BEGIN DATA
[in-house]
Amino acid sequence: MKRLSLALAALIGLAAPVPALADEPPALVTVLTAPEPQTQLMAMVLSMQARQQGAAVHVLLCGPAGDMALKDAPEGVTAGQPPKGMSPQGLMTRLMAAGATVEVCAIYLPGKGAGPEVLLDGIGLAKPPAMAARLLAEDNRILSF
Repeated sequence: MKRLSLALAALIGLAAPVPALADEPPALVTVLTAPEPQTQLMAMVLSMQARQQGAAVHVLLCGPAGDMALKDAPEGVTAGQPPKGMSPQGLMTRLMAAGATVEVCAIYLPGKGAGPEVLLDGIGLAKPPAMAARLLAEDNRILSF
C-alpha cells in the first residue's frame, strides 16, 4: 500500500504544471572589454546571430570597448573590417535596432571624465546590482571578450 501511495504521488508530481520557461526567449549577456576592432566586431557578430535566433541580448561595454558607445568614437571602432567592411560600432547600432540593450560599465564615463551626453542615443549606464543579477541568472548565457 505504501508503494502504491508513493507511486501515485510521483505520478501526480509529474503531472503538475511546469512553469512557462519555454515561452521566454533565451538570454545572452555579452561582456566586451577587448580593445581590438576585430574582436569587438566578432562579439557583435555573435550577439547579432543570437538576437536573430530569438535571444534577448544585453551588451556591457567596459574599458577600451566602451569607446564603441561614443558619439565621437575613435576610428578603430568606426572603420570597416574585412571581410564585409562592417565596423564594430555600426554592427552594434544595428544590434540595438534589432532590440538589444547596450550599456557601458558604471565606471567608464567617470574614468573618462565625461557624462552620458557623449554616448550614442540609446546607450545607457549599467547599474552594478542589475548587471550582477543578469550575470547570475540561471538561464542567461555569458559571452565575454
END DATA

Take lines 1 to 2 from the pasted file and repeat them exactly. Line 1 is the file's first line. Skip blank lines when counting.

[in-house]
Amino acid sequence: MKRLSLALAALIGLAAPVPALADEPPALVTVLTAPEPQTQLMAMVLSMQARQQGAAVHVLLCGPAGDMALKDAPEGVTAGQPPKGMSPQGLMTRLMAAGATVEVCAIYLPGKGAGPEVLLDGIGLAKPPAMAARLLAEDNRILSF